W3C home > Mailing lists > Public > www-style@w3.org > September 2010

Re: Linear gradients, Transforms and angles...

From: Chris Marrin <cmarrin@apple.com>
Date: Sun, 26 Sep 2010 13:05:07 -0700
Cc: David Singer <singer@apple.com>, Simon Fraser <smfr@me.com>, DanielGlazman <daniel.glazman@disruptive-innovations.com>, "L. DavidBaron" <dbaron@dbaron.org>, "Tab Atkins Jr." <jackalmage@gmail.com>, www-style list <www-style@w3.org>
Message-id: <811700C3-8081-4663-B94F-7544937CF633@apple.com>
To: Brad Kemper <brad.kemper@gmail.com>

On Sep 23, 2010, at 5:48 PM, Brad Kemper wrote:
>> ...
>> I have no idea what you mean by this.  We're talking about an element rotated by X, and an element with a gradient rotated by X.  Not radial gradients.
> 
> Linear gradients. The thing about them is that they are linear. As in "line". A straight direction. They are therefore different from, say, 'transform:rotate()' in which something is actually rotated. Most authors will not think of a 45deg linear gradient as being a left-right angle that has been rotated 45deg. It is just a direction, a straight direction. NOT something that has been rotated. That direction is measured in degrees because it can be thought of as a ray pointing outward from it's starting point, as if you centered a protractor on that point. There is a relative distance of circular arc that (when measured in degrees) tells you what direction the ray is pointing, but the ray itself is one-dimensional in its direction, unlike an actual rotation. 
> 
> So just because linear directions and rotations both are measured in degrees does not mean that you can't intuitively have positive numbers mean clockwise for _rotations_, but still follow the standard geometry convention for specifying _linear_ direction.

It's taken me a while to realize that you're not suggesting we change the definition of ALL rotations to be counter-clockwise, just the direction of gradients, is that right? If so, then you must believe "linear direction" is somehow fundamentally different from "rotation" to make the inconsistency reasonable. II understand the argument, but I disagree with it. If we are trying to make HTML "author friendly" there are many ways to do that. One is to use concepts familiar to authors, so making angles behave in a way that authors are familiar with is a good criteria. But another is to lower the level of knowledge and experience and author needs. And another is to make the concepts consistent. I think having the angle of linear direction and rotations behave the same achieves those last two criteria.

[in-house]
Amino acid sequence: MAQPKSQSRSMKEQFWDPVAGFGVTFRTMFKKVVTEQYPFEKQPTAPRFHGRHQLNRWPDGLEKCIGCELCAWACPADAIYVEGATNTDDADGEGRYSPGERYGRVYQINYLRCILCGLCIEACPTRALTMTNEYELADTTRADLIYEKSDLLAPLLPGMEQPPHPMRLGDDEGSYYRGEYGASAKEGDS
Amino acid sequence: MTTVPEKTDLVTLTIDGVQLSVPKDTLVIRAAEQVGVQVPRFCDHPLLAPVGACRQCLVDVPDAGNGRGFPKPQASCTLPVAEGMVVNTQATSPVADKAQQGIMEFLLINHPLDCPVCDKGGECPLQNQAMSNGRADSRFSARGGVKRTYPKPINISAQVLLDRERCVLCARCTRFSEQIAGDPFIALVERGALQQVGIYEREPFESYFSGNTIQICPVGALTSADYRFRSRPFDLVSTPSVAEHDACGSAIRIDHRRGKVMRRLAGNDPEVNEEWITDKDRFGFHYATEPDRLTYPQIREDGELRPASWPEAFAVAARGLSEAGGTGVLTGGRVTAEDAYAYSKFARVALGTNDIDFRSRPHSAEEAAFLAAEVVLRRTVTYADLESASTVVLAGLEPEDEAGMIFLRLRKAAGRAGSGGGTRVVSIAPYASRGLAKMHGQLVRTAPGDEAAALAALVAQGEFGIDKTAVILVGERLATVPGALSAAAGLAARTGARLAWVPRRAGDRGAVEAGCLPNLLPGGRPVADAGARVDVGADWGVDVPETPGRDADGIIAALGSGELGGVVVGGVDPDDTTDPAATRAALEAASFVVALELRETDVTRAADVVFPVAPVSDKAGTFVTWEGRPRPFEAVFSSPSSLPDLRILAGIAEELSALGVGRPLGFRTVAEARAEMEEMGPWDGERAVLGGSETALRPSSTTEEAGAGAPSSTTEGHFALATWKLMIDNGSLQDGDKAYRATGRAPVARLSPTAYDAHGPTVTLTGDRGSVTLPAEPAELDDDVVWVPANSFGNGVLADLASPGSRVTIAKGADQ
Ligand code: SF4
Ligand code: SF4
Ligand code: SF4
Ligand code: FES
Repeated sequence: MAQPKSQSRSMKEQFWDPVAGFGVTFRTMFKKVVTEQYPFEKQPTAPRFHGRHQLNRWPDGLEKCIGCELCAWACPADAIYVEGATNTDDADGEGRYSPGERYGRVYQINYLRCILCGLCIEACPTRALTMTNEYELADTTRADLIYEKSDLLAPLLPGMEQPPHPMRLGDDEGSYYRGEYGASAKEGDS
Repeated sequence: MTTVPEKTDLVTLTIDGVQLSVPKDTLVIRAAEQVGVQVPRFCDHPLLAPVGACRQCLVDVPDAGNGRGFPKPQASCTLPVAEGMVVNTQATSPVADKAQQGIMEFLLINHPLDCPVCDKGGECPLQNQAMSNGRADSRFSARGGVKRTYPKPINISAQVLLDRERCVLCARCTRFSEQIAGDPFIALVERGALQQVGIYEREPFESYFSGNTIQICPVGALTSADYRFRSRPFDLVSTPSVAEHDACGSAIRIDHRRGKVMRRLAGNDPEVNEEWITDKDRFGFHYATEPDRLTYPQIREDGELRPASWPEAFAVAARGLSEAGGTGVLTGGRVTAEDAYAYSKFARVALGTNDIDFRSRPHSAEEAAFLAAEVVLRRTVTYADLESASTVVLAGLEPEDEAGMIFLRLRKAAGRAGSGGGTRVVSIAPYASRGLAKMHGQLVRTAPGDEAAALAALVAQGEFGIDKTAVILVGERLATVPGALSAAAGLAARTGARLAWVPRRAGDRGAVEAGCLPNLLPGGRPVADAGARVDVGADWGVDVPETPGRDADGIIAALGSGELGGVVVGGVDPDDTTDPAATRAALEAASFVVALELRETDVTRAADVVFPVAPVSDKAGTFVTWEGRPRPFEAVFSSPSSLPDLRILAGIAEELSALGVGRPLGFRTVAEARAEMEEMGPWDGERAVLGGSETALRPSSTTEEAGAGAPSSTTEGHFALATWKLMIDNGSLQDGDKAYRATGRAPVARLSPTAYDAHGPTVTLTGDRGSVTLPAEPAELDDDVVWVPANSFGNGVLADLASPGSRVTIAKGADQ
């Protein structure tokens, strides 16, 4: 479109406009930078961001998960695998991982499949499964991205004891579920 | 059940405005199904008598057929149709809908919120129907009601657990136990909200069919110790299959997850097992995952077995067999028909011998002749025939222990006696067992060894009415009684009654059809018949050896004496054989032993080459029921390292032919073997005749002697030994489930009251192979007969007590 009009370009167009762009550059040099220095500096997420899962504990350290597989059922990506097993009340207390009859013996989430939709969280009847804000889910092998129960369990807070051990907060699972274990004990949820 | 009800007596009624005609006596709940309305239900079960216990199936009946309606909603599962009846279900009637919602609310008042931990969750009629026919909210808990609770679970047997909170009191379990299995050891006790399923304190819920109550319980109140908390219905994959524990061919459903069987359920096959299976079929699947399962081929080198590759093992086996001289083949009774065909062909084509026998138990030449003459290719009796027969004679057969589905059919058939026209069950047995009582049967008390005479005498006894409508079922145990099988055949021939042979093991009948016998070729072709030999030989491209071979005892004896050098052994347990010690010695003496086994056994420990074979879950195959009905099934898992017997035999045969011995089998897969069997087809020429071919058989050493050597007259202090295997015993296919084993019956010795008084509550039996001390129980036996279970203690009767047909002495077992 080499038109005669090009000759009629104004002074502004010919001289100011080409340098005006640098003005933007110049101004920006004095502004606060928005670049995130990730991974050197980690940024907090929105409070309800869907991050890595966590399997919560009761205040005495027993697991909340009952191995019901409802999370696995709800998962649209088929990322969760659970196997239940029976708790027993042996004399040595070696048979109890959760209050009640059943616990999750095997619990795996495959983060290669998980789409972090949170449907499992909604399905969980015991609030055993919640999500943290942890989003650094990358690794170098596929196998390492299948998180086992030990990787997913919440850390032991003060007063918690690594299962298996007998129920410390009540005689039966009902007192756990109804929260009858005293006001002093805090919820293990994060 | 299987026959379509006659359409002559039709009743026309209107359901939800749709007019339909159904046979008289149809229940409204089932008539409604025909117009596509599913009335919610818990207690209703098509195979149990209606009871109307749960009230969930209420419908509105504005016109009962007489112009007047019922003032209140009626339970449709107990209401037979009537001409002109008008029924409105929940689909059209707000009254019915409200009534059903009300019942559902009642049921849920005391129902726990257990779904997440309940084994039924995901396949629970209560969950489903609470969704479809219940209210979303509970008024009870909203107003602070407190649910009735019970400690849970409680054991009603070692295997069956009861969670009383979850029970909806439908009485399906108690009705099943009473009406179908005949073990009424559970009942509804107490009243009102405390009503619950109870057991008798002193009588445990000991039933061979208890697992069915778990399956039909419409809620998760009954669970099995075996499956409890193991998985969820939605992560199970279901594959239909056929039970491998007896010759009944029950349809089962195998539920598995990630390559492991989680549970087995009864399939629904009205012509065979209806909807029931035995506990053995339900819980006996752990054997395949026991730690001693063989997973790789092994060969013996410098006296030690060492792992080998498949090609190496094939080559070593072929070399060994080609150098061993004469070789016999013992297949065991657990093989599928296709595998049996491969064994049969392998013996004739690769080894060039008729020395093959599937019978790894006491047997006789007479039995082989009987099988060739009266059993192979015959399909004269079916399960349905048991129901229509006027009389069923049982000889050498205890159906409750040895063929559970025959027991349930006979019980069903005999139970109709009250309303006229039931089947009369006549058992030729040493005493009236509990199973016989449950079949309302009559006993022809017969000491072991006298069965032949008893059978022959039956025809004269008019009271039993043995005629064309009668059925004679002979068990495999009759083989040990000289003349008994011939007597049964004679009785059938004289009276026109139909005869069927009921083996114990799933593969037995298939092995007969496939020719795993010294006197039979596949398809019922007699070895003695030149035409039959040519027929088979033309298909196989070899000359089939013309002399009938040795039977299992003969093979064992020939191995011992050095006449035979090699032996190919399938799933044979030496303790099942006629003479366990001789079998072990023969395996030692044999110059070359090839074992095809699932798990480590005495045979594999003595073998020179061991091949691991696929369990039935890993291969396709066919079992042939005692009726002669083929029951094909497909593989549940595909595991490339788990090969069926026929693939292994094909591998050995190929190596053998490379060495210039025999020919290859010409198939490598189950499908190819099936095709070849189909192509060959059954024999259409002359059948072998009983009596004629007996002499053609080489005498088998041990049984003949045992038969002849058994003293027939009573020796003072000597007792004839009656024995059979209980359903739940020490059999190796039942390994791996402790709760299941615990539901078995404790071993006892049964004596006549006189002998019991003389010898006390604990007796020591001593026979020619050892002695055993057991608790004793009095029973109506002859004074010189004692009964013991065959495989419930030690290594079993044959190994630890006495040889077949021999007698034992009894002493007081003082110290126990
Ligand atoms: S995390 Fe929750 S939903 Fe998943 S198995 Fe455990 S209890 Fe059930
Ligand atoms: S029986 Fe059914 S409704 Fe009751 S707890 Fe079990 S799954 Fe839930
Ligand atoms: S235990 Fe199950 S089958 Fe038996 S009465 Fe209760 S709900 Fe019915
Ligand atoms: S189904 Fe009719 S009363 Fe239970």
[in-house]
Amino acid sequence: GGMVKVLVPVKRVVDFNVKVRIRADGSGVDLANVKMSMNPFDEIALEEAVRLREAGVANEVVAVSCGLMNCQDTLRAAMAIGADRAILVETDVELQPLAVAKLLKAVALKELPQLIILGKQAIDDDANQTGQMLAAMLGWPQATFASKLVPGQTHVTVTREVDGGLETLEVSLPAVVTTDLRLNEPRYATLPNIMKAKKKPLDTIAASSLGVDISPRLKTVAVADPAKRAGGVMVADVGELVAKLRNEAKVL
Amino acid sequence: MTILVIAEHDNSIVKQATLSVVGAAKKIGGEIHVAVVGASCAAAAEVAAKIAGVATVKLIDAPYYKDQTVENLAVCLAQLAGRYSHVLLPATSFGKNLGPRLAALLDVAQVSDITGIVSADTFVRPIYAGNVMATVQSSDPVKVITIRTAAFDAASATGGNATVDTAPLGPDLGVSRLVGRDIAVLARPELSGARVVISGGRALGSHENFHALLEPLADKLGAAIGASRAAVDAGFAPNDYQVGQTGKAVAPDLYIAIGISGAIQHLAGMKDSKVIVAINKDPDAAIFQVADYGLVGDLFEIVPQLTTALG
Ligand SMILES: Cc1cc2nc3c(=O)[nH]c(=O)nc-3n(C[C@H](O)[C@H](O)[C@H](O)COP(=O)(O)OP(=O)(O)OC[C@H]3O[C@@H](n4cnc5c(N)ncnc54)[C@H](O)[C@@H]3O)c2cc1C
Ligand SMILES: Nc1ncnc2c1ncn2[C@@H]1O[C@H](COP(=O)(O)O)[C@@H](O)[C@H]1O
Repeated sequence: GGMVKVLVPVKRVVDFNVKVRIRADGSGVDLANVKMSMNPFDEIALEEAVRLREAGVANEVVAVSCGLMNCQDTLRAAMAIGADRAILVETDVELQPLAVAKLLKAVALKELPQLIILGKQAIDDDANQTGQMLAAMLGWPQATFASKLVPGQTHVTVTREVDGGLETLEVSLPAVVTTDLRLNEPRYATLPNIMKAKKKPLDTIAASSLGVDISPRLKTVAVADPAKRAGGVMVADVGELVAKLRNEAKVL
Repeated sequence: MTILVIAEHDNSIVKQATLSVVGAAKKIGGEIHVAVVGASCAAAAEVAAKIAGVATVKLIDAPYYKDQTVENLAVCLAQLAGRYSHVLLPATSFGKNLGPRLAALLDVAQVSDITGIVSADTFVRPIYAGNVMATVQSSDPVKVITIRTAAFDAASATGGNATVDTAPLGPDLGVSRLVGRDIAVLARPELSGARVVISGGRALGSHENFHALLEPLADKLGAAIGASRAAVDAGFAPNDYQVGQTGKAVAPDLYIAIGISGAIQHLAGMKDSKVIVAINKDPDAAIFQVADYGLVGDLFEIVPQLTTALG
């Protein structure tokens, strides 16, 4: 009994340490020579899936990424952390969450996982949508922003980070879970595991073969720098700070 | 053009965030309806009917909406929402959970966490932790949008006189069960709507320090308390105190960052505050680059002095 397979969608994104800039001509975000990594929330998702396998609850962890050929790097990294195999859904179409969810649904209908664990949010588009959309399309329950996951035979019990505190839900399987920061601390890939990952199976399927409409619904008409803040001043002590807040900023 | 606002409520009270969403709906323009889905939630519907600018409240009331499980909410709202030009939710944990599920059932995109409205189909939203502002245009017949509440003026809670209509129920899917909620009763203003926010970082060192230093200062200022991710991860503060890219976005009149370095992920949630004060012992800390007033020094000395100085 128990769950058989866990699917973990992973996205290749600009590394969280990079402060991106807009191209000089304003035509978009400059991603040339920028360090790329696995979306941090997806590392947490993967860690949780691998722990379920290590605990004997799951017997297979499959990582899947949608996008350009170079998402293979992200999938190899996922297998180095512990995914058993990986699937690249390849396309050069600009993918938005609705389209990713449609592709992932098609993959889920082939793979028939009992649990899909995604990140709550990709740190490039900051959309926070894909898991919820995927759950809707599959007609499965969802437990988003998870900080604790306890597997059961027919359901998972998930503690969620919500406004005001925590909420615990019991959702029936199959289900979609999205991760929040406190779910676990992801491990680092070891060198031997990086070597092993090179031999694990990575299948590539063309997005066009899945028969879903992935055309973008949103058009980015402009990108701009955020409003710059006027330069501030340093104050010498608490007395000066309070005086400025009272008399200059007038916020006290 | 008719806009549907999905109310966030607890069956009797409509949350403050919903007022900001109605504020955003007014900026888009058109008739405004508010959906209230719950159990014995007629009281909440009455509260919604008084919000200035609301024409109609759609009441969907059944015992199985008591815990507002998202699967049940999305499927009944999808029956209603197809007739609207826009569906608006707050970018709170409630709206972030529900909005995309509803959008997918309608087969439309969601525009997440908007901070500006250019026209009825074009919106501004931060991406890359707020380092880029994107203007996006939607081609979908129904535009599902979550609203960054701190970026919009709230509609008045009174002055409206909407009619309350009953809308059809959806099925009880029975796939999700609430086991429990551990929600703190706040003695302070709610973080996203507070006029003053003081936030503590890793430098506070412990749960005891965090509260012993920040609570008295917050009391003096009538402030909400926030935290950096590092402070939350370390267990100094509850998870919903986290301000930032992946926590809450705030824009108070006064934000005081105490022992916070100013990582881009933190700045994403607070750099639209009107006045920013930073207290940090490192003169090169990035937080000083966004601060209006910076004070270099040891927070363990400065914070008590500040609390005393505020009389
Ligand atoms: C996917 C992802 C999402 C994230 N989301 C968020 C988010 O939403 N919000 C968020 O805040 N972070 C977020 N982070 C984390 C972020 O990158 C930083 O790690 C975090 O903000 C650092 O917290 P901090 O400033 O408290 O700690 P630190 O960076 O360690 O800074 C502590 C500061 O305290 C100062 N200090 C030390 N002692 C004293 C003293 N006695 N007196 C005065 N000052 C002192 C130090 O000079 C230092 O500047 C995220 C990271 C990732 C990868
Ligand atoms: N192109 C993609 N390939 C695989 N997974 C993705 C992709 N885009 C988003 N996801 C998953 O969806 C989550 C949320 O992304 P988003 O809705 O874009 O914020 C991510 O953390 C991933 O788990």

I have a lot of experience in dealing with geometric concepts and the idea that rotating a box and supplying a direction vector for gradients are two fundamentally different things just doesn't make sense to me. For me the visual model for rotating a box is to start with a piece of axis aligned paper on a desk, grab it and spin it until it is at the correct angle. For setting the direction of a gradient, I also start with a piece of axis aligned paper, this time with a nice color gradient on it, and spin it until the gradient is at the correct angle. I don't see the difference. I don't think authors on the street will either.

HTML really needs words in the various sections where we specify angles. Something like:

	CSS Transforms specify angles as a clockwise rotation about the selected axis. This is different from the counter-clockwise 
	rotations you may be used to from geometry class. The reason for this is because in the HTML coordinate space has the Y 
	axis going down rather than up because that how you (often) read a page of text. Since the Y axis is flipped, the direction of 
	rotation is flipped, too.

If all angular motion is the same, we can make this a general statement. If the angles used for gradient directions behave differently, we'll need yet another statement that says, "oh, for gradients angles are counter-clockwise unlike everything else". This gives authors yet another thing to remember.

I understand the advantages of your argument, I just think the consistency argument is stronger.

-----
~Chris
cmarrin@apple.com
Received on Sunday, 26 September 2010 20:05:42 GMT

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